Disability is a subject you may read about in the newspaper, but not think of as something that might actually happen to you. But the chances of becoming disabled are probably greater than you realize. Studies show that a 20-year-old worker has a 3-in-10 chance of becoming disabled before reaching retirement age.
While we spend a great deal of time working to succeed in our jobs and careers, few of us think about ensuring that we have a safety net to fall back on should we become disabled. This is an area where Social Security can provide valuable help to you.
Social Security will explain the benefits available, how you can qualify, and who can receive benefits on your earnings record. It will also explain how to apply for the benefits and what happens when your application is approved
Your Continuing Eligibility for Benefits
In most cases, you will continue to receive benefits as long as you are
disabled. However, there are certain circumstances that may change your
continuing eligibility for disability benefits. For example, your health may
improve to the point where you are no longer disabled. Or, like many people, you
would like to go back to work rather than depend on your disability benefits.
Social Security certainly encourages you to do so, and Social Security has
special rules called "work incentives" that can help you make the
transition back to work. These incentives include, but are not limited to,
continued monthly benefits and Medicare coverage while you attempt to work on a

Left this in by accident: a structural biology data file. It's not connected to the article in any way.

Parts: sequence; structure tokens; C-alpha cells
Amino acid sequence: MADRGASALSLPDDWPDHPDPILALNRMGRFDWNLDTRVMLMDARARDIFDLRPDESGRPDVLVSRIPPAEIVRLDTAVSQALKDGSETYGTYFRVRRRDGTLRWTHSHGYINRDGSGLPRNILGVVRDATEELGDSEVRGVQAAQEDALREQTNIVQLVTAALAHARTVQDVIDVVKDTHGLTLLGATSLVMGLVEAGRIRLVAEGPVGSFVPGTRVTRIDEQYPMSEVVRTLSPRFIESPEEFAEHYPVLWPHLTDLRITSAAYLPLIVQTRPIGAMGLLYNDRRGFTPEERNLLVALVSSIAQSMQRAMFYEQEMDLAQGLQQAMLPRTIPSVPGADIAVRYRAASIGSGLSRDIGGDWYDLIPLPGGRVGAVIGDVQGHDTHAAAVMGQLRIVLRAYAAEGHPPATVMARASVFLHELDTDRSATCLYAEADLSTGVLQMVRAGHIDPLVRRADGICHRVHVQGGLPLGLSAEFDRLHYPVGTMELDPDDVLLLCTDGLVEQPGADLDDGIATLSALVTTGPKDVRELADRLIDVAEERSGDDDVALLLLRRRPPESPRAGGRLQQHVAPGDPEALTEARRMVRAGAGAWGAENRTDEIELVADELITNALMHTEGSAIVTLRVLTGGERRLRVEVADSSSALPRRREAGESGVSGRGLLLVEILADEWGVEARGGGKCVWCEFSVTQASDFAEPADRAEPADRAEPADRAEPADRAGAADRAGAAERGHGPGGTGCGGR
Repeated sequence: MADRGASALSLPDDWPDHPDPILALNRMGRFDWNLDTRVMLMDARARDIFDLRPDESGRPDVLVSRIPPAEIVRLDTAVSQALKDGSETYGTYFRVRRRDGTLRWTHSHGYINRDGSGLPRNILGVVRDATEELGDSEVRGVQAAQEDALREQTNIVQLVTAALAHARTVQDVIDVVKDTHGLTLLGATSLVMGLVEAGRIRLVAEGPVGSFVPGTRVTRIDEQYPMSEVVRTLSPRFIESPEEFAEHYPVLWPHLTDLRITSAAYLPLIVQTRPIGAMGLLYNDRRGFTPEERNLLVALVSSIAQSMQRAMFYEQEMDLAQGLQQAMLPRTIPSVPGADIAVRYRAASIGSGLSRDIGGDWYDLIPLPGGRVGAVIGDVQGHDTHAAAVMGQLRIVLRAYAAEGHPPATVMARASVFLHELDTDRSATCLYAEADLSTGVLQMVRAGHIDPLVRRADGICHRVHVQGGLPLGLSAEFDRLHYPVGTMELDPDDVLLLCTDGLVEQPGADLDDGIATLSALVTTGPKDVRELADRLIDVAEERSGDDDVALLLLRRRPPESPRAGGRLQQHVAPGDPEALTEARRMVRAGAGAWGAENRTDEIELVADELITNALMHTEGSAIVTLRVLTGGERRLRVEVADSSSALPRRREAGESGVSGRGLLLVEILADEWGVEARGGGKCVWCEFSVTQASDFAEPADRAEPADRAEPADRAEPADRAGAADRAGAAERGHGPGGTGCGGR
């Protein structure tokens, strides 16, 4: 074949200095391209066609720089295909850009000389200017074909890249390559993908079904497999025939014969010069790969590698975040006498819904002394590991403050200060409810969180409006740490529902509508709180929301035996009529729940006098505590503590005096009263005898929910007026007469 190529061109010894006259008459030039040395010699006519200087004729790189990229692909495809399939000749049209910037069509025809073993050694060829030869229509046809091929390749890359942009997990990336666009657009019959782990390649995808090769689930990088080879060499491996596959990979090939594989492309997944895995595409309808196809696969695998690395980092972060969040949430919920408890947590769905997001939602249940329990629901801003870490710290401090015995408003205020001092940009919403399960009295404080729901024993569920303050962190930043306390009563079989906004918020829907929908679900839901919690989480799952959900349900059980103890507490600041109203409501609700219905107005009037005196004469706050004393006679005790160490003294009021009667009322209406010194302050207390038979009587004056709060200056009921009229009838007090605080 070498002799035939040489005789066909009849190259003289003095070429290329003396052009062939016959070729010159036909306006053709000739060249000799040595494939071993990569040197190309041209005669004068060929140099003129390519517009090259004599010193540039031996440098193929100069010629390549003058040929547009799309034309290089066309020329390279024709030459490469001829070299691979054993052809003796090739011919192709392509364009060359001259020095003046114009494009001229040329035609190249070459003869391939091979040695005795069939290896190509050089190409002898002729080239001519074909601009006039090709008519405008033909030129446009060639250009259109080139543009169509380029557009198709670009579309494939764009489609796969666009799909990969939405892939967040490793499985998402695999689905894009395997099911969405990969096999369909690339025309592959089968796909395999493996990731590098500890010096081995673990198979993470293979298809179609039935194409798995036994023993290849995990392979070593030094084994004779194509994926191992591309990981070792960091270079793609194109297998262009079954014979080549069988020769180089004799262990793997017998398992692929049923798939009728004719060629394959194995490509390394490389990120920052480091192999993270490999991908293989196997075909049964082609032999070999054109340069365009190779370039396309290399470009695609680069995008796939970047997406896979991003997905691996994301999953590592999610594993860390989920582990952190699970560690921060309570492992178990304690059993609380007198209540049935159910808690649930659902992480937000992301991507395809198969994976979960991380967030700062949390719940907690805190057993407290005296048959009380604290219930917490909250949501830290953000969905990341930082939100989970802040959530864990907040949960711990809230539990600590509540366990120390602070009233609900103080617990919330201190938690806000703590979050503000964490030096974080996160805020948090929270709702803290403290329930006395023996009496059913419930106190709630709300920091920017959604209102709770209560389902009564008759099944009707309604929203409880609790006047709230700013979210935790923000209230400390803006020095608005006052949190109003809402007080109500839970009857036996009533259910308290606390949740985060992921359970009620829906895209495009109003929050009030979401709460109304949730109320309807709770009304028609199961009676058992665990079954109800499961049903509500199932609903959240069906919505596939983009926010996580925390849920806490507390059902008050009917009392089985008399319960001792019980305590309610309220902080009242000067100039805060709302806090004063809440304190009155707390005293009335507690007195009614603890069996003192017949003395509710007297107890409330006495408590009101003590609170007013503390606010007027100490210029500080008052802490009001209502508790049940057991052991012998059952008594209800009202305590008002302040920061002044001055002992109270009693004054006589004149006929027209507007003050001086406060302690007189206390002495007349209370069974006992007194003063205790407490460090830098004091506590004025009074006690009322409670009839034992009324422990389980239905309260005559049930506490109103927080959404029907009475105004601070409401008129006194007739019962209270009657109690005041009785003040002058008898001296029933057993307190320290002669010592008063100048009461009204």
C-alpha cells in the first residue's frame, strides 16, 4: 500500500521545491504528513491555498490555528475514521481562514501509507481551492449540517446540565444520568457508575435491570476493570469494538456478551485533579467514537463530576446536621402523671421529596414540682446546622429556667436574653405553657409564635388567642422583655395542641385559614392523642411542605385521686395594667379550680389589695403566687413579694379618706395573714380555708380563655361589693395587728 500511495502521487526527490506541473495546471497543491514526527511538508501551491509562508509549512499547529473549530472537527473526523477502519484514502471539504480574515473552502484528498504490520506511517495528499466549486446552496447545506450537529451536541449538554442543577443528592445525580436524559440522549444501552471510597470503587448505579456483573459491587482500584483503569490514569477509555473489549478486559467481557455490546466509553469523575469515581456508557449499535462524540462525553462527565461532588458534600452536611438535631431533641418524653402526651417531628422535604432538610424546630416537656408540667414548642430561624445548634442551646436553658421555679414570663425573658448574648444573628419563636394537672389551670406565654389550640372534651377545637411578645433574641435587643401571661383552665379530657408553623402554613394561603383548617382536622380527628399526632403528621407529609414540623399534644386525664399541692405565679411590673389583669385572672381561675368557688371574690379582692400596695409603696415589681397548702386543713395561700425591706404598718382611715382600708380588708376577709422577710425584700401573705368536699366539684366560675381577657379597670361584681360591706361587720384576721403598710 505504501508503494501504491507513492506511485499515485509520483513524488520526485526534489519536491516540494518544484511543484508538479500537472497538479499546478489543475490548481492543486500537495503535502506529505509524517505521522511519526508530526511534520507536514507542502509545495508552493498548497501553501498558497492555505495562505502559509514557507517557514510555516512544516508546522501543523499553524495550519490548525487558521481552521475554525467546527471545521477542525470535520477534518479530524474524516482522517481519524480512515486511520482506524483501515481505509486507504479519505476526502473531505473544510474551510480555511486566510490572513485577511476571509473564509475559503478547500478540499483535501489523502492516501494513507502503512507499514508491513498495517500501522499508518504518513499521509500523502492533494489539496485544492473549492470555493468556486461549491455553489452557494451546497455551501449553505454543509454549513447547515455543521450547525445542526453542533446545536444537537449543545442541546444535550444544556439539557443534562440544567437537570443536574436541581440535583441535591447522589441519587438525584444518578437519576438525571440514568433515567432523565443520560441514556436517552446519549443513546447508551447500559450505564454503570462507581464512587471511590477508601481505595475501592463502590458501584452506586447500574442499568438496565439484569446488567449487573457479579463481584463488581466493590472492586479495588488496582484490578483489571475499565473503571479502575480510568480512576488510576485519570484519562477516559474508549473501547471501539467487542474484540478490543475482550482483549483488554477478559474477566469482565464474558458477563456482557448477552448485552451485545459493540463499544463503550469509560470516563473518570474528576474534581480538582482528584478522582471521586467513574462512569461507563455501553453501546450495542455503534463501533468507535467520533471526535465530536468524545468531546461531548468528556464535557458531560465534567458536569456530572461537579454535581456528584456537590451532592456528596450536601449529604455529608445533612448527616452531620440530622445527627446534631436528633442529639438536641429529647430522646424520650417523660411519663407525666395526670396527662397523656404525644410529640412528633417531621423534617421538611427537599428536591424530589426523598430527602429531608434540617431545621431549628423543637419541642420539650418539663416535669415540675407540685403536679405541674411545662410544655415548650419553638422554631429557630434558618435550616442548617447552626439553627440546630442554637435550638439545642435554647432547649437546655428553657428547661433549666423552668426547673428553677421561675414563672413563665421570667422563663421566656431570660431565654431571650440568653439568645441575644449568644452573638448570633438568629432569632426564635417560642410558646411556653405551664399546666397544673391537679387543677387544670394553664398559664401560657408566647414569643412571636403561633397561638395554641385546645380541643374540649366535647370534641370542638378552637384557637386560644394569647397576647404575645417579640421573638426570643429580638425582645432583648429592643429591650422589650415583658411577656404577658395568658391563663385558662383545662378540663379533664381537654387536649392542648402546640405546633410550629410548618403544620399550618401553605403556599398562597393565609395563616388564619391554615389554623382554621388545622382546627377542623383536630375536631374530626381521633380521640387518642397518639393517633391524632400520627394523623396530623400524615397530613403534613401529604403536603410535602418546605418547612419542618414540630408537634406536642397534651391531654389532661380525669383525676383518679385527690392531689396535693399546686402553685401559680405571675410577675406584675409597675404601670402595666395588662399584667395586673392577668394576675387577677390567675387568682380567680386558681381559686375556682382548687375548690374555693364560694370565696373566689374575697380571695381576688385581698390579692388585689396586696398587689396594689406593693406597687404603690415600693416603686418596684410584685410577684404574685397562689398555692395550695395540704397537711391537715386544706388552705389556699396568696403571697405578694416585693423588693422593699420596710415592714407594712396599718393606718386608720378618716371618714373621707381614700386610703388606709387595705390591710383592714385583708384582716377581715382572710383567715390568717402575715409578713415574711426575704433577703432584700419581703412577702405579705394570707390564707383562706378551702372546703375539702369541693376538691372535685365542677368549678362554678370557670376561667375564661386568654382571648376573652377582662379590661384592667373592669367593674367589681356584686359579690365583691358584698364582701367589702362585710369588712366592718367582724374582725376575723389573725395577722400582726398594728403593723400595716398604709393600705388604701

Reviewing Your Disability
In general, your benefits will continue as long as
you are disabled. However, the law requires that Social
Security review your case periodically to see if you are
still disabled. How often Social Security
reviews your case depends on whether your condition is expected to improve. ·
things can cause Social Security to decide that you are no longer disabled and
to stop your benefits.
When you start receiving disability benefits, certain members of your family may also qualify for benefits on your record. Each family member may be eligible for a monthly benefit that is up to 50 percent of your disability rate. However, there's a limit to the total amount of money that can be paid to a family on your Social Security record. The limit varies, but is around 150 to 180 percent of your disability benefit. If the sum of the benefits payable on your account is greater than this family limit, the benefits to the family members will be reduced proportionately. Your benefit will not be affected.
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